The other revolutionary data storage technology of the late 1960s was semiconductor memory. It consists of a semiconductor memory chip that stores data in memory cells containing small transistors and capacitors. Semiconductors are small and use less electricity, making them ideal for data storage compared to older technologies like the cathode-ray tube. Today, the semiconductor industry is one of the most vital sectors in the manufacture of mobile phones, TVs, and electric vehicles.
Hard Disk Drives
Another data storage technology developed in the 20th century that still plays a significant role in data storage today is the hard disk drive. IBM developed the first hard disk drive in 1956; the IBM RAMAC 305 computer could store 5 million characters of data or just shy of 5MB. IBM was also the first company to make a hard drive that could hold 1GB of data, the IBM 3380, built in 1980, could hold up to 2.5GB of data. However, unlike today’s hard disk drives that can fit in the palms of an adult human, the first 1GB hard disk drive weighed about 250 kg.
Technology has made huge strides since the first punch card was invented in the 18th century. Today you will find flash drives, SD cards, hard drives, and other devices with numerous gigabytes of storage space, unlike older technologies with limited storage space while occupying substantial physical space.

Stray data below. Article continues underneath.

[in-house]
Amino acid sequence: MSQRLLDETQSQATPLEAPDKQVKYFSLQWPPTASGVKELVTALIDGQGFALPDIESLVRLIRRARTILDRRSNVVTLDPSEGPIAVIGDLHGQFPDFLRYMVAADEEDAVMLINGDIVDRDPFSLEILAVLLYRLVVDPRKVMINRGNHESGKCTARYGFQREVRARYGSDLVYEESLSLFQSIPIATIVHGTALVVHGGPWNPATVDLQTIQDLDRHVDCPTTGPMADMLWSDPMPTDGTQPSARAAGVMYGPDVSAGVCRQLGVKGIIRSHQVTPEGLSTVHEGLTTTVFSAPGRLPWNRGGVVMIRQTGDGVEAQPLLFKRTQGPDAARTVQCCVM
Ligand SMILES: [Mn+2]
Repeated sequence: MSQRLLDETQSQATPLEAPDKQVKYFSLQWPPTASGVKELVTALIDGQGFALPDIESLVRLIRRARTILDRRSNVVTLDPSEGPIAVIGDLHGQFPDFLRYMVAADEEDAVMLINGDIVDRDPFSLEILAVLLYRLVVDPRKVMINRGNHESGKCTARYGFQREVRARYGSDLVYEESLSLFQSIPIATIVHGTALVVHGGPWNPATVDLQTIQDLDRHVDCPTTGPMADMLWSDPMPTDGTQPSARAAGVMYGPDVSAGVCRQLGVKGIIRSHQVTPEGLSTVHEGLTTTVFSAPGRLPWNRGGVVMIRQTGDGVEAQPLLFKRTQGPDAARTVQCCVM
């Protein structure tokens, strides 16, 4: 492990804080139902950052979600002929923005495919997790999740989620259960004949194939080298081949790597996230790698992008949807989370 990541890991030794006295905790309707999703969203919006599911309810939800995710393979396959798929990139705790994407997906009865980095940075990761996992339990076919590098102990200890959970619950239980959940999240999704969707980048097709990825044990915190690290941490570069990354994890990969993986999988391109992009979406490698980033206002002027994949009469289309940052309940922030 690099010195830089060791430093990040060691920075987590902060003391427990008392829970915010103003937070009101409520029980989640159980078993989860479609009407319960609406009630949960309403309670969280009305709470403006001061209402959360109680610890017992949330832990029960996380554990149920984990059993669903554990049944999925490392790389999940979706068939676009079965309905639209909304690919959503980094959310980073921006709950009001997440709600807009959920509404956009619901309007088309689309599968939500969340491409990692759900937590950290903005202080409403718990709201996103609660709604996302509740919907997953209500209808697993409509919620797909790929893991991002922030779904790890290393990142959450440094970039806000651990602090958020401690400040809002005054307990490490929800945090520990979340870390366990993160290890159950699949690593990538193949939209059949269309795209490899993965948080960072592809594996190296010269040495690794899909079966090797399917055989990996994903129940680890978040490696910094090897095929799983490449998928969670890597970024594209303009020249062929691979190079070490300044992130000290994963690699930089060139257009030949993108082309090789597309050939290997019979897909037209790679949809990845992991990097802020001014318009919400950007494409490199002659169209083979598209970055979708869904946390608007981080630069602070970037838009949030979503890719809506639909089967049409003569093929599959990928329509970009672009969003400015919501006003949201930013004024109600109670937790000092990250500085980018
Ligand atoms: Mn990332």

Gigabyte vs. Kilobyte: 5 Must-Know Facts
- Kilobytes were invented in the 1960s whereas gigabyte technology was invented in 1986.
- Most USB drives have gigabyte storage ranging between 8GB and 1TB.
- The Gigabyte remains the most preferred unit of measurement for cloud storage.
- The Kilobyte was the most widely used unit of measurement until the 21st Century.
- The first floppy disks could only store data up to 80KB.
Gigabyte (GB) vs. Kilobyte (KB): Which Should You Use?
Gigabytes are, without question, more practical than kilobytes. That is because they have more applications and simplify technology use. For example, having storage devices with kilobytes of data limits you to storing simple files, primarily documents, preferably ones without media attachments.
However, with a storage device with gigabytes of data, you can store different files in different formats. You can store small documents, medium-sized audio files, and large high-resolution videos. Moreover, a device with kilobytes of RAM stores little real-time data, which can affect the device’s processing ability, thus slowing down its function.
Although kilobytes have played a significant role in the development of complex data storage units, they are mostly obsolete in today’s world, which generates and uses significantly more data. Thus upgrading to gigabytes is the better option.